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Clark County Plan: 2006 Highlights
The year 2006 began in Clark County with a burn ban and sales tax refunds and ended with a cooperative effort of county residents to plan for growth and development.
In January, residents of Arkadelphia applied for refunds of excess sales tax collected by the city for projects at the Youth Sports Complex. The city continued to collect the tax months after the amount needed for a bond issue had been reached, and more than $300,000 was refunded to citizens. The remainder of the $1.3 million excess was designated to be used to complete the facilities at the complex.
A longtime justice of the peace died in January after being injured in a motorcycle accident. John Howard was riding his motorcycle Dec. 29, 2005, and was struck by a car. He suffered broken ribs and scrapes and bruises. He later had a heart attack and lapsed into a coma. Howard, 76, died Jan. 8 at Baptist Health Medical Center in Little Rock.
Other events in January included the announcements of political candidates in the county, and the resignation of Dr. Andrew Westmoreland, president of Ouachita Baptist University, who was named president of Samford University in Birmingham, Ala.
Caddo Valley hired a new police chief in January. David Thomason, former chief of police at Rockport, was hired by Mayor Alan Dillavou and confirmed by the city council.
A Gurdon man was found dead in his home Jan. 25. Thurman Bailey, 79, died of a heart attack allegedly caused by being bound by someone who robbed his home. The homicide has not been solved.
In February, Arkadelphia and Clark County received nationwide attention when a county resident’s chicken was resuscitated by the owner’s sister. Boo Boo the exotic chicken and her rescuer, Marian Morris were flown to California and appeared on “The Tonight Show” with Jay Leno.
Arkadelphia also received national attention when CMT’s Ultimate Coyote competition made a stop at Thrio’s Coffee House downtown. The competition for dancing bartenders was one of the many reality shows on television during the year.
The Dixon Manufacturing building on Clinton Street burned on Feb. 5. A fire in 2005 destroyed the Bee Hive resale shop, damaged the Honeycomb Restaurant and caused smoke damage to Martha Dixon’s uniform manufacturing facility and to Dawson’s Educational Cooperative. Both businesses on Clinton Street re-opened after the Bee Hive fire, but the fire at Dixon’s proved too much. Dixon closed up shop and cleared the site for a parking lot.
A storm in March brought heavy rains and strong winds to the county, resulting in damaged trees and downed power lines. Severe weather advisories were issued, but no injuries were reported.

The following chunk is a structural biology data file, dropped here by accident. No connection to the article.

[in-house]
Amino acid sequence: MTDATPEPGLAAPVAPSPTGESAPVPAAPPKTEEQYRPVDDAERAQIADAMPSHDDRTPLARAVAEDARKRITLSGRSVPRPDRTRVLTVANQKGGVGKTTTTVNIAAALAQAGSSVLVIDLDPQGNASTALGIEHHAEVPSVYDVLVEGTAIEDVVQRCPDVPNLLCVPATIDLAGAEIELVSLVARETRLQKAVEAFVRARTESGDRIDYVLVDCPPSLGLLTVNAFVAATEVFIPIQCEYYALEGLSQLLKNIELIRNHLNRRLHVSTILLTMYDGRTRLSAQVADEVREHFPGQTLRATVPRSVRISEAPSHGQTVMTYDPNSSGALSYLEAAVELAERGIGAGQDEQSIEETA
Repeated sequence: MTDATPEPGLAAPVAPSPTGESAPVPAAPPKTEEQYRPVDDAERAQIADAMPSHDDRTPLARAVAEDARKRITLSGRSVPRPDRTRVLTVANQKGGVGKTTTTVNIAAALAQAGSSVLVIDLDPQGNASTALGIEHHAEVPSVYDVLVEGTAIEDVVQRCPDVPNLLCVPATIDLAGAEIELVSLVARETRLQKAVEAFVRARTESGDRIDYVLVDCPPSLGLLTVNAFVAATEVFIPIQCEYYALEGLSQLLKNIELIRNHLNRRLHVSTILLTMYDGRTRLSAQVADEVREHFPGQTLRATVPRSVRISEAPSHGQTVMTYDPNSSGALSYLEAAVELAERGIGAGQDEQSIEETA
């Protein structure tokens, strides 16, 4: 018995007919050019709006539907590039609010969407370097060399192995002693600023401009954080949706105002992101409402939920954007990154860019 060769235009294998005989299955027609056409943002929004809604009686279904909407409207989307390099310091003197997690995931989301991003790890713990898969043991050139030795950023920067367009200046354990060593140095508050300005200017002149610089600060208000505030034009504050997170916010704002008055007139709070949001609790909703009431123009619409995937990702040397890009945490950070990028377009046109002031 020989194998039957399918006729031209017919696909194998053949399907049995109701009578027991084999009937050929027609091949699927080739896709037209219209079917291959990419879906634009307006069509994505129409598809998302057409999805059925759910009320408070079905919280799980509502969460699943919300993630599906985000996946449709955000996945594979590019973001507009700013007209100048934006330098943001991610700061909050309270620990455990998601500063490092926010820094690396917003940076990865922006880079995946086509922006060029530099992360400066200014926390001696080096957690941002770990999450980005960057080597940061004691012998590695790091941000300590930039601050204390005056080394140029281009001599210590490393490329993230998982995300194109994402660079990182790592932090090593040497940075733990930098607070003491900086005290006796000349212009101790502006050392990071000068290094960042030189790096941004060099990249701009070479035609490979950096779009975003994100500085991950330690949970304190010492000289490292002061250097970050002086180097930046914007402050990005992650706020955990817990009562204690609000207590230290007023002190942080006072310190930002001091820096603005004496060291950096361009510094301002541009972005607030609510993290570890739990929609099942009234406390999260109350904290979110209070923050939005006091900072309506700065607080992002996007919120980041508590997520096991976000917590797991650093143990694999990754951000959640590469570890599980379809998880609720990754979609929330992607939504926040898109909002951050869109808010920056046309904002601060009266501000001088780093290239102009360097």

The Arkansas Highway and Transportation Department announced the purchase of land in Gum Springs to relocate the department’s maintenance office. The facility will replace the one now located on Highways 51 and 26 on the western edge of Arkadelphia.
Arkadelphia School superintendent Dr. Tony Prothro announced he was leaving Arkadelphia to take the superintendent’s job at Benton. He was replaced in April by Dr. Stan Miller, who came to Arkadelphia from Pearl, Miss.
Pharmacy Care of Arkansas, a nursing home pharmacy based in Arkadelphia, went high-tech in April with the installation of a robot to help fill prescriptions. The robot is controlled by two computers and places medications in bubble packets for use in nursing homes.
Dr. Rex Horne was selected as the new president of Ouachita Baptist University in April. He was formerly pastor of Immanual Baptist Church in Little Rock.
The first of what was projected to be a year-long series of planning meetings was held in May. The Clark County Strategic Planning Committee began meeting to create a plan for industrial and economic development in the county.
Arkadelphia High School was recognized by Newsweek magazine as one of the top schools among the 15,000 public high schools in the country.
In the May primary election, Blake Batson was elected Clark County prosecutor and David Turner was elected sheriff. Neither faced opponents in the general election in November, and will take office Jan. 1.
In June, the Arkadelphia Board of Directors closed part of Third Street to truck traffic, because of complaints about the noise of the traffic in a residential neighborhood. The board also approved an ordinance defining dangerous dogs and outlined complaint procedures for citizens.
Former county Judge Randall Mathis took over the helm of the Clark County Industrial Commission after former director Aaron Stewart resigned to take a job with the Arkansas Department of Economic Development.
Arkadelphia also received a grant from Southern Bancorp to clean up unsightly properties in town. Buildings at several sites have been demolished and the property cleaned under the program.
Clark County justices of the peace decided the best way to fund the construction of a new jail was through a sales tax. Plans to expand the current jail were shelved in June and new suggestions were considered.
Longtime Siftings Herald editor Steve Fellers left the newspaper in June to go to work at Henderson State University. Former reporter and editor Dan Marsh returned to Arkadelphia in July and took over as editor of the newspaper.